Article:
Tobacco, Not Necessarily Smoke
Where There's Tobacco, There's Not Necessarily Smoke
Health Minister Annette King says the fact that more cigarettes were made available for consumption last year does not mean necessarily that New Zealanders were smoking more.
Mrs King was commenting on Statistics New Zealand data on alcohol and tobacco available for consumption last year. The data, released yesterday, shows the number of cigarettes made available for consumption rose 1.1 percent in 2000 to 3152 million, and loose tobacco available for consumption rose 14.2 percent to 841 tonnes.
"The amount available for consumption doesn't mean that amount was consumed in the time period," Mrs King said. "The excise duty increase in May 2000 and a range of smoking cessation programmes put in place during 2000 mean that there is likely to be a decrease in smoking.
"Let's not forget that thousands of people are trying to quit. Quitline has given out tens of thousands of vouchers for subsidised nicotine replacement therapy (NRT) since November 2000."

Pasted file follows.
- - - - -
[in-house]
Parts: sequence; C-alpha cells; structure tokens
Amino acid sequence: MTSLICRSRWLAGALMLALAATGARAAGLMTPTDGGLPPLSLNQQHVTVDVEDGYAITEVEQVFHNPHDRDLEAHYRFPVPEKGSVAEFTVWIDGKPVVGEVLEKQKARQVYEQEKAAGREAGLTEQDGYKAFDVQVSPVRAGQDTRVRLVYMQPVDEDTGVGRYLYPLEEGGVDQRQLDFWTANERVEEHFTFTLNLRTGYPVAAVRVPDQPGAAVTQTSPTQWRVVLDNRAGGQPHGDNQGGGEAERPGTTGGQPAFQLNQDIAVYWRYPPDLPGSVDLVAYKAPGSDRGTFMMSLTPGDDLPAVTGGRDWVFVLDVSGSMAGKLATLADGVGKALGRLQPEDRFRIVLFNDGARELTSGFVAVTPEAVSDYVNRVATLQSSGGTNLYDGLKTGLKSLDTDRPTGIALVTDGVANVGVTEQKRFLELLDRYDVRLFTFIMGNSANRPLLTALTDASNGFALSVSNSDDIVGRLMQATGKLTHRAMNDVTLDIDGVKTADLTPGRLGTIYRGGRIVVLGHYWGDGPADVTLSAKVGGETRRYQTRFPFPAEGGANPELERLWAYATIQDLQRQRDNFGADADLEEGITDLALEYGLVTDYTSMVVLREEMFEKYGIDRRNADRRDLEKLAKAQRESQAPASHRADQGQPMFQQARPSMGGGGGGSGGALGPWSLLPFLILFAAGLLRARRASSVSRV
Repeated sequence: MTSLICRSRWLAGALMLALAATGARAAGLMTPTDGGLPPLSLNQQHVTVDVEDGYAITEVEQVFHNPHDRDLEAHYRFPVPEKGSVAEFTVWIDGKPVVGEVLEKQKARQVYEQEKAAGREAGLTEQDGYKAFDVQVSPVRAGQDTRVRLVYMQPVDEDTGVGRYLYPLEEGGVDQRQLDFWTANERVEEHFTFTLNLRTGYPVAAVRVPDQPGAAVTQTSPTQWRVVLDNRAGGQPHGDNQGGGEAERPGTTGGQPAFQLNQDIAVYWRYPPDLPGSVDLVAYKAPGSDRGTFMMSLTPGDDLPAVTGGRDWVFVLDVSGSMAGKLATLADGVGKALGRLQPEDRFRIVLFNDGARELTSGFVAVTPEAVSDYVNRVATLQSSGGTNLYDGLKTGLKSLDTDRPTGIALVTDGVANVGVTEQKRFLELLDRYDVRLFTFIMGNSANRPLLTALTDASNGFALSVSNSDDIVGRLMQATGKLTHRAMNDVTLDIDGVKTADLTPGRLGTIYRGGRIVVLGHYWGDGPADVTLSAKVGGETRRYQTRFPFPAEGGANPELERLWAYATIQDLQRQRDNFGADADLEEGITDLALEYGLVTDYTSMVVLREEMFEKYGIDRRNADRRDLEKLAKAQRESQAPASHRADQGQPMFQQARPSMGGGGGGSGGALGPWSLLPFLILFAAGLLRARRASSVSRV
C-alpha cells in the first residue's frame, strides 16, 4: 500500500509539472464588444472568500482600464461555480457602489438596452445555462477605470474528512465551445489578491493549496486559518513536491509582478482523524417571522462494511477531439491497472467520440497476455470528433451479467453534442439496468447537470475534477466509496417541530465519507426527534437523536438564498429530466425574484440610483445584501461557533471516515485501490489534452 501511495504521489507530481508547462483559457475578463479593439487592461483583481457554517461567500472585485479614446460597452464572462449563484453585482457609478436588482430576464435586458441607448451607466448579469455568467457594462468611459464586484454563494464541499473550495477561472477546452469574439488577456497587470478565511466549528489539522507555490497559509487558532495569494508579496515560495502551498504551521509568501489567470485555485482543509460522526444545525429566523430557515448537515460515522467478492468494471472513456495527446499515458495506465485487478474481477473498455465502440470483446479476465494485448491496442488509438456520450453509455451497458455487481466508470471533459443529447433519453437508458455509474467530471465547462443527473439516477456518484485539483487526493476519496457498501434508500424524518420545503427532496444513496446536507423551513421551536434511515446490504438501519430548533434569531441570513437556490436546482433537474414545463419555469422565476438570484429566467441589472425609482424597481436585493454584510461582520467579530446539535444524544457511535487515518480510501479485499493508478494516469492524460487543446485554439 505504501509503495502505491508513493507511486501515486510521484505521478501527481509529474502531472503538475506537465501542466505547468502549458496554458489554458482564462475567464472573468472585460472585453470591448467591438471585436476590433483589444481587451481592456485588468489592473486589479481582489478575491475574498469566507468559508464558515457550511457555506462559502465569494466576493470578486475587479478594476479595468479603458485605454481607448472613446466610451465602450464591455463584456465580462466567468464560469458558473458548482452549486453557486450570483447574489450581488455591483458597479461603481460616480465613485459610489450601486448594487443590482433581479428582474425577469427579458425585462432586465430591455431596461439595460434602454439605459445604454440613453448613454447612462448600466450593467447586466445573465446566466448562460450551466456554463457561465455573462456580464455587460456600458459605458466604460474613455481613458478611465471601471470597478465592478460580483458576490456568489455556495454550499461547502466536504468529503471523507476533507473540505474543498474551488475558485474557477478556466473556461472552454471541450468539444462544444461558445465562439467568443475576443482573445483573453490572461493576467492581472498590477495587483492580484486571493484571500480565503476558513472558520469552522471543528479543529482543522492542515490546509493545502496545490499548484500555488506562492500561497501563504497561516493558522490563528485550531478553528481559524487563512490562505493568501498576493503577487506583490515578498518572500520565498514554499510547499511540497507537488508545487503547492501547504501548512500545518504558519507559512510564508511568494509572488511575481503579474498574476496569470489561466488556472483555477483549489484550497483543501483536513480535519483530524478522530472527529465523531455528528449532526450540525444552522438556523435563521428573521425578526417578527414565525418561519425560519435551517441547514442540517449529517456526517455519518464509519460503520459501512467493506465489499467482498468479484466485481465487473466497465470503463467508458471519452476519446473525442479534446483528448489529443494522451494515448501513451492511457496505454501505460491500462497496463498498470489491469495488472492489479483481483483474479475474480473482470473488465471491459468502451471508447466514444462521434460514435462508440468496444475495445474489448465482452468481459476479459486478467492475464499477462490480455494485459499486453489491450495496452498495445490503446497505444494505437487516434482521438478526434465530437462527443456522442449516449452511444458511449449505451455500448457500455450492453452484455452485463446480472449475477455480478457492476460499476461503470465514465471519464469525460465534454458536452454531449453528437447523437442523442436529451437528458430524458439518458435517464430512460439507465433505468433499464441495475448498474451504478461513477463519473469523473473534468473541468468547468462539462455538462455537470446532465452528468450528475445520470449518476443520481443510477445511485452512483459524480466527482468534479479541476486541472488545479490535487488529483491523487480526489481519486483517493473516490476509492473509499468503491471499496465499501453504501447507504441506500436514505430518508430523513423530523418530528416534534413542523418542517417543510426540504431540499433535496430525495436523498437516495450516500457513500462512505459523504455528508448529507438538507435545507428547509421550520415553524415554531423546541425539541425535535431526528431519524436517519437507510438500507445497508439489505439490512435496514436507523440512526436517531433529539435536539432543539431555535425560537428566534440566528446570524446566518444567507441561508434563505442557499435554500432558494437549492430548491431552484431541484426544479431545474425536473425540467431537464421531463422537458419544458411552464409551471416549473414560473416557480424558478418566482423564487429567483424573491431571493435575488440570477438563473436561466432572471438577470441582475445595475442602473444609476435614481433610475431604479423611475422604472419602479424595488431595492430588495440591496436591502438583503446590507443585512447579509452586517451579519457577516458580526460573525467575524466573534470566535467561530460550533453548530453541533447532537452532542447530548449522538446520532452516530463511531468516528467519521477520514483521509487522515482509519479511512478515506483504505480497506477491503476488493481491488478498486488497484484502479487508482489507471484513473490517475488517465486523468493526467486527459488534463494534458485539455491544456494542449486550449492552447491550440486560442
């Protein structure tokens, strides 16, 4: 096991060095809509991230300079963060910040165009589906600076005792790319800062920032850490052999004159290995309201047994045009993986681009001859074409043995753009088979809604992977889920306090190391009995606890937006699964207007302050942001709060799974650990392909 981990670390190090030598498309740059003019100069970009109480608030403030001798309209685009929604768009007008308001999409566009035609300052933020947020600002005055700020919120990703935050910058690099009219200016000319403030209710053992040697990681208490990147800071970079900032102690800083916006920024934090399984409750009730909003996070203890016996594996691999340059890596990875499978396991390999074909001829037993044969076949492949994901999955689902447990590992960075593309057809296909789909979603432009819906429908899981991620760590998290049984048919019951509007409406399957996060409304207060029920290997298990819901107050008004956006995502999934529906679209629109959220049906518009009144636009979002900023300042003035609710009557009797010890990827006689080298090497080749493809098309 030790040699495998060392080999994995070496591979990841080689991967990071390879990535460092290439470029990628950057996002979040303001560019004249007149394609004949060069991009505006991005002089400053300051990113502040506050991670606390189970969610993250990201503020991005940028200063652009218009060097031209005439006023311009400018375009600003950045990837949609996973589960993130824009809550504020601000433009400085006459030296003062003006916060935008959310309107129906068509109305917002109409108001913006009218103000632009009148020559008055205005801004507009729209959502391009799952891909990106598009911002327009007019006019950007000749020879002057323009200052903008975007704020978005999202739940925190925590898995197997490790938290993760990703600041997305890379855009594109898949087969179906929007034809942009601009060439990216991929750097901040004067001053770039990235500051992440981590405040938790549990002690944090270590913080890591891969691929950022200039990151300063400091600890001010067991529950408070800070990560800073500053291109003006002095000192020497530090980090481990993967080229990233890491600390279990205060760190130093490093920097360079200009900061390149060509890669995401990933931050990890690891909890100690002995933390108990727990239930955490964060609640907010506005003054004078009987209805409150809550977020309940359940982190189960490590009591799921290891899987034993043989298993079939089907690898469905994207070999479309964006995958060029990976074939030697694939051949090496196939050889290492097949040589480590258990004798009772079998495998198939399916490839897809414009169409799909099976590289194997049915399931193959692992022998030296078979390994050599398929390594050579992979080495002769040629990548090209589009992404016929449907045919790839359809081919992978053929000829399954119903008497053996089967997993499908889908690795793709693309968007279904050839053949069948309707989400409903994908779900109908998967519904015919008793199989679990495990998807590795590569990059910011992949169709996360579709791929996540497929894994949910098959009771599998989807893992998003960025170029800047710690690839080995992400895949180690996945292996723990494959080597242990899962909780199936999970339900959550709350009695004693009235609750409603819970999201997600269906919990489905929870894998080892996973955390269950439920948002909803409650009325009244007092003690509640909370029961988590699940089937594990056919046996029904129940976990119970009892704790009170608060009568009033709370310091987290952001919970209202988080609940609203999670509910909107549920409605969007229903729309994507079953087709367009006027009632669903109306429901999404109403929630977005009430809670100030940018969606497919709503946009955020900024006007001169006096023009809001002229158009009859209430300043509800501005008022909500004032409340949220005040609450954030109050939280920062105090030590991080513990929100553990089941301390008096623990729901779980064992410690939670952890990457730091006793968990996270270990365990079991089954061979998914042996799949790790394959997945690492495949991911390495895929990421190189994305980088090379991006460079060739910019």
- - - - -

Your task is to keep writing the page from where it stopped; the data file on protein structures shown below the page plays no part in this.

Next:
Mrs King said the Ministry of Health had informed her that tobacco returns supplied by the two main tobacco companies in New Zealand indicated sales of the eight leading brands of cigarettes in 1999 fell by between 8 percent and 25 percent in 2000. "I'm told sales of five of those brands fell by 12 percent or more.
“It is important to consider the range of data available before concluding if smoking is increasing or decreasing. The Ministry will put out a tobacco fact sheet towards the middle of the year, looking at smoking prevalence, tobacco released for consumption and estimated consumption. Until then, it would be wise not to jump to conclusions about the effectiveness of tobacco control efforts."